Ahousaht families struggling to find affordable rentals in Port Alberni may soon find relief when their nation finishes construction of its new building, according to elected Chief Greg Louie.
The City of Port Alberni is dealing with a critical housing shortage. According to a Canadian Mortgage and Housing Corporation report, the rental vacancy rate was three per cent in 2020. Add to that steep increases in rent, the city’s housing situation makes it more difficult for families and singles to find affordable homes.
In 2019, according to the same CMHC report, a three-bedroom unit in Port Alberni would cost renters between $949 to $1,231 per month. A survey of classified advertisements in January 2021 shows two-bedroom units renting for $1,100 to $1,300 per month, according to the CMHC report, although assessed property values in Port Alberni have risen significantly since.
Chief Louie said his council heard from Ahousaht people living in Port Alberni during meetings with urban members about four years earlier.
“We heard our people saying we need housing,” he told Ha-Shilth-Sa.
With more than 500 Ahousahts living in Port Alberni, the First Nation’s council jumped on an opportunity presented by BC Housing to deliver options in the city. Louie said that BC Housing offered funding to support Indigenous developments.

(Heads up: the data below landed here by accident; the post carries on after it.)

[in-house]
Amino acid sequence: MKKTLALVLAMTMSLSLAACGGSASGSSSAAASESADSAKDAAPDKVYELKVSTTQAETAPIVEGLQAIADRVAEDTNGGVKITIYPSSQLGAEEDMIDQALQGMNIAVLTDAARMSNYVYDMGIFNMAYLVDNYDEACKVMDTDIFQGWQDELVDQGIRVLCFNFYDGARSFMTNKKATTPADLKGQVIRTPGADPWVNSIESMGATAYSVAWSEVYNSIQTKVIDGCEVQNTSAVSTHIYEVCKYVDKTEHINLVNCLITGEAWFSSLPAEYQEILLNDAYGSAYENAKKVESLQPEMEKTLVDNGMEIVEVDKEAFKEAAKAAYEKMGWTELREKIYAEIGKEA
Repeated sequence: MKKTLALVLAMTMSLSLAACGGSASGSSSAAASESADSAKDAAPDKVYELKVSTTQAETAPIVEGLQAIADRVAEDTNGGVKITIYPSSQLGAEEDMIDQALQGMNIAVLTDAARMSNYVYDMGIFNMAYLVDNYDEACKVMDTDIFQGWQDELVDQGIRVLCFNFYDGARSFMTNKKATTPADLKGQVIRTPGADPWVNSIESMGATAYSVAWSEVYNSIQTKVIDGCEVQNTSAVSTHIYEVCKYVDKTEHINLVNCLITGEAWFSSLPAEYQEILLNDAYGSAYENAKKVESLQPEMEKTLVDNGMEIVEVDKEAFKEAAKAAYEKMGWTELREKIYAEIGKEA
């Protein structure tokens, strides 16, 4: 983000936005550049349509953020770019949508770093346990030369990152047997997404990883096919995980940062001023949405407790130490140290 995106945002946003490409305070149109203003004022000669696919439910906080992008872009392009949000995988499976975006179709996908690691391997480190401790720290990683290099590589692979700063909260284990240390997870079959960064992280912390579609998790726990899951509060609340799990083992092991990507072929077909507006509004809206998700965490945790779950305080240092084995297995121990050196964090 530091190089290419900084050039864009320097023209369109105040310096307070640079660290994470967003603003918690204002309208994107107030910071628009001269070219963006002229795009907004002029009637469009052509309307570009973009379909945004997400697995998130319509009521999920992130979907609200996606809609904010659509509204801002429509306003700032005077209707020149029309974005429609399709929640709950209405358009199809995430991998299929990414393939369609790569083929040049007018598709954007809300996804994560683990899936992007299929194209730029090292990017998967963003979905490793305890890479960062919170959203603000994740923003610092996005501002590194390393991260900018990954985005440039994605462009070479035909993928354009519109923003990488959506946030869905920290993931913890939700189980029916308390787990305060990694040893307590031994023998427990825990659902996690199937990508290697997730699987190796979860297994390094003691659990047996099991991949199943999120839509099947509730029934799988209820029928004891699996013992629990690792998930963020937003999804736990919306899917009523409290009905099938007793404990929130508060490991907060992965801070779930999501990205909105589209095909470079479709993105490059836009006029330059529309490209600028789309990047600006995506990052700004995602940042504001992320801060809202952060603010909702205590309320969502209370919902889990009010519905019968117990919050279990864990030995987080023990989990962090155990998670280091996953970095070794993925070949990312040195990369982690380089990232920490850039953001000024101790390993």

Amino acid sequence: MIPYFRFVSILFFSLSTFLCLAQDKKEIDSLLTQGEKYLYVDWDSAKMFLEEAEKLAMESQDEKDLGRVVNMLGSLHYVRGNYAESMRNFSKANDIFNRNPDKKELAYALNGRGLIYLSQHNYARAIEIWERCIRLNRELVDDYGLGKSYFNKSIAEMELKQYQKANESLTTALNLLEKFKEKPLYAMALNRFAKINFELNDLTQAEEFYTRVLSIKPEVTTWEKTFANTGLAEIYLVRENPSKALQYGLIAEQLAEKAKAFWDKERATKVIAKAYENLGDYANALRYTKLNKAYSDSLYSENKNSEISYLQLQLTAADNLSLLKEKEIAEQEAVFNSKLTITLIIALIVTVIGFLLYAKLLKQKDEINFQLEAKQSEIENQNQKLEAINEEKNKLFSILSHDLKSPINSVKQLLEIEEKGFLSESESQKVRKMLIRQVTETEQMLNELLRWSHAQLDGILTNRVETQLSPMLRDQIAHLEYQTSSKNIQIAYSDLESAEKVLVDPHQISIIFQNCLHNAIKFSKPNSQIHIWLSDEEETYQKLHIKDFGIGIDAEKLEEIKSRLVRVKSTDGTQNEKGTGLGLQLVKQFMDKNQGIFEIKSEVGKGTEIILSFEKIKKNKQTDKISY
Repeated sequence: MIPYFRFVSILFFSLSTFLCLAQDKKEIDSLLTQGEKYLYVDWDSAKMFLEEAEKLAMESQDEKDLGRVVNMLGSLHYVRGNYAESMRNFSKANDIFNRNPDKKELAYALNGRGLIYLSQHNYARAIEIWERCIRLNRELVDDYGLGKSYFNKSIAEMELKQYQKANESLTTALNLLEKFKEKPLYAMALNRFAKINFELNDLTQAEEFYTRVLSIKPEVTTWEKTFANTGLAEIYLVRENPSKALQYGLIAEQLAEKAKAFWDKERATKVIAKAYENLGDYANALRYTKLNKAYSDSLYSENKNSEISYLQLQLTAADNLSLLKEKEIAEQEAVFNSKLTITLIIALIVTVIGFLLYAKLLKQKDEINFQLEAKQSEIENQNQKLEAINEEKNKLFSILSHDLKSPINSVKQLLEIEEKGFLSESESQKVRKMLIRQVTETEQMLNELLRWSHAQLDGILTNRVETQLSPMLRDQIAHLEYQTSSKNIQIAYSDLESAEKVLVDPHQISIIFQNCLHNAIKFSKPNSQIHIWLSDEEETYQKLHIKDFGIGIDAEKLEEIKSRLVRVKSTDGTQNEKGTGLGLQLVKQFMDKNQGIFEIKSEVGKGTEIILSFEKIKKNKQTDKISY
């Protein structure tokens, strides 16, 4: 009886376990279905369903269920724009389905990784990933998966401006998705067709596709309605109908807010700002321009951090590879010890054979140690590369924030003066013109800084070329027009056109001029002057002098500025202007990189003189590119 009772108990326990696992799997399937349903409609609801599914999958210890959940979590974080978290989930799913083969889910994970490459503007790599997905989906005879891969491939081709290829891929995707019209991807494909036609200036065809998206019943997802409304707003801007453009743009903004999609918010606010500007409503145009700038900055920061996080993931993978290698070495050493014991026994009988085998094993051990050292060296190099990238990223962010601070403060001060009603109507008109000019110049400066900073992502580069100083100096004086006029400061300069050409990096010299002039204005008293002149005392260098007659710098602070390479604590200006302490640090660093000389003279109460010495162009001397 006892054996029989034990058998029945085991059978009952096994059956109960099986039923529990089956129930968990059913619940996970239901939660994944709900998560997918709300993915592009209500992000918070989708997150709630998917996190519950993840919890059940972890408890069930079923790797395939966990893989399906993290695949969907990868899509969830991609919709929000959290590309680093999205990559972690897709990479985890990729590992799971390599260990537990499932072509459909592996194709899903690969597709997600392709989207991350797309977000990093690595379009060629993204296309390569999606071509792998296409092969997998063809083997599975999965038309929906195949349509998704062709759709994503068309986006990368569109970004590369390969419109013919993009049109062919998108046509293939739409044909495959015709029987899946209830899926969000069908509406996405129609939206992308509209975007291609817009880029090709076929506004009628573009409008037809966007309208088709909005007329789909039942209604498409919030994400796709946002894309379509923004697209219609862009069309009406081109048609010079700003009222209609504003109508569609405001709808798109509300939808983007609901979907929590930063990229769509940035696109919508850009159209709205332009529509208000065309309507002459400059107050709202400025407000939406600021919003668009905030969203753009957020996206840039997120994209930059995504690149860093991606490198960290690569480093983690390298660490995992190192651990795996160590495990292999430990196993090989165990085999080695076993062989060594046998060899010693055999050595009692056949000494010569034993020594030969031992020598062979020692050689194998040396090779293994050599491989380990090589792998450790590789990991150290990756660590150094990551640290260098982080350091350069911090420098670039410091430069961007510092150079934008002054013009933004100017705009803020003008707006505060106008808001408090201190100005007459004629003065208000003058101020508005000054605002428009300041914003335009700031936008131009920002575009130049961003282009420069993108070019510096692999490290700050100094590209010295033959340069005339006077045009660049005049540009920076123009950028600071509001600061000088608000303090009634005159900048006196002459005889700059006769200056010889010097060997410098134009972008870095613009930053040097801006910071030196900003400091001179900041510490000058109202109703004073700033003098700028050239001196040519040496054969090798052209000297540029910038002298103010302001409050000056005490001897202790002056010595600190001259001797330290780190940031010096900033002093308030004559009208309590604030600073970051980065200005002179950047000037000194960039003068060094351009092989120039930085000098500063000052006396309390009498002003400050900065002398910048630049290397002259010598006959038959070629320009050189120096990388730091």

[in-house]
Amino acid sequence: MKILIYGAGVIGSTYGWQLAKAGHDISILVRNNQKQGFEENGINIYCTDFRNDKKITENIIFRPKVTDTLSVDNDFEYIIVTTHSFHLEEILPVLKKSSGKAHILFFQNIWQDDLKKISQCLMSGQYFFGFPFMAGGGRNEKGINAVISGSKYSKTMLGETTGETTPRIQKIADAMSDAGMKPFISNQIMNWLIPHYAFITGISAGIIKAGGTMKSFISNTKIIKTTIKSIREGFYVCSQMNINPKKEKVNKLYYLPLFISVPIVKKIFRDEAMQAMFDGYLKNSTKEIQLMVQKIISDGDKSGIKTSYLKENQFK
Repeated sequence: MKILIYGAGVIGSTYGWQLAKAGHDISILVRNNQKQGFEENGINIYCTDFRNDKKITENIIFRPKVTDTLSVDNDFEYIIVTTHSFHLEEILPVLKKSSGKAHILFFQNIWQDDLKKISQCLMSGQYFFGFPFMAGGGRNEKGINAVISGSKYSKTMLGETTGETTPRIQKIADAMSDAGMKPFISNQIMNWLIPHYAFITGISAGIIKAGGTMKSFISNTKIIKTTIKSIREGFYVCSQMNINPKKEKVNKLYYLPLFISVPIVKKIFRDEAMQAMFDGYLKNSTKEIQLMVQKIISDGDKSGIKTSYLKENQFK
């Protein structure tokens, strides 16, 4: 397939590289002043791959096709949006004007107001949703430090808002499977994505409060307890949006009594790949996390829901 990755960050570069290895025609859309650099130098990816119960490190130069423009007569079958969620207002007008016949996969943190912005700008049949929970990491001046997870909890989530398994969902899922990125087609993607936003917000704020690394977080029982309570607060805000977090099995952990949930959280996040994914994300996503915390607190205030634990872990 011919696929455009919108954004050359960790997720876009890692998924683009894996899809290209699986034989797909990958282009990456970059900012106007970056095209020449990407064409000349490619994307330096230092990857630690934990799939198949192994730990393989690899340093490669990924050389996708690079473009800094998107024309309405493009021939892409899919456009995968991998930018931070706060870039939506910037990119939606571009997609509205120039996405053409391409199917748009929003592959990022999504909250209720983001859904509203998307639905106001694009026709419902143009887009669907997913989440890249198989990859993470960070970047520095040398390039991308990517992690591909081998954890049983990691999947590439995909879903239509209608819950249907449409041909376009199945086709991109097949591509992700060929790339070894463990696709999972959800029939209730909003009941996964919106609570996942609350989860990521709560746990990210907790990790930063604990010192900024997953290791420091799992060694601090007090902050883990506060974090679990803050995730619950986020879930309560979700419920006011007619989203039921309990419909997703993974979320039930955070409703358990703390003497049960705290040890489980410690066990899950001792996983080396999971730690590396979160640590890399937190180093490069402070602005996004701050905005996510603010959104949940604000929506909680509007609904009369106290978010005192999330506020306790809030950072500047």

Ahousaht councillors toured Port Alberni with a realtor a few years ago, and, with the support of the City of Port Alberni, settled on suitable site.
The Citaapi Mahtii Housing Society, with representation that includes Ahousaht members living in Port Alberni, plans to redevelop a former school site located near the Fall Fair Grounds.
“The development will create 35 new homes in a new four-storey building located at 4210 Cedarwood Street. This will be the redevelopment of a vacated school facility,” reads a notice from DYS Architecture.
The Citaapi Mahtii Housing Society is working to create a community that embraces Indigenous history, values and culture. It will have a multi-purpose gathering space suitable for drumming and serving food to crowds.
The four-storey building will have eight studio units, seven one-bedroom apartments, four two-bedroom units, 12 three-bedroom suites and 4 four-bedroom units for a total of 35 housing spaces. It will allow for a more inclusive community atmosphere.
Ahousaht has consulted with Hupacasath and Tseshaht First Nations. According to Louie, an apartment unit each will be made available to their members. In addition, their members will be invited to apply for construction jobs once ground is broken, hopefully in 2022.
Still in the design stage, Louie hopes architectural drawings will soon be presented for approval. Ahousaht has hired a consultant to take care of applications and other paperwork.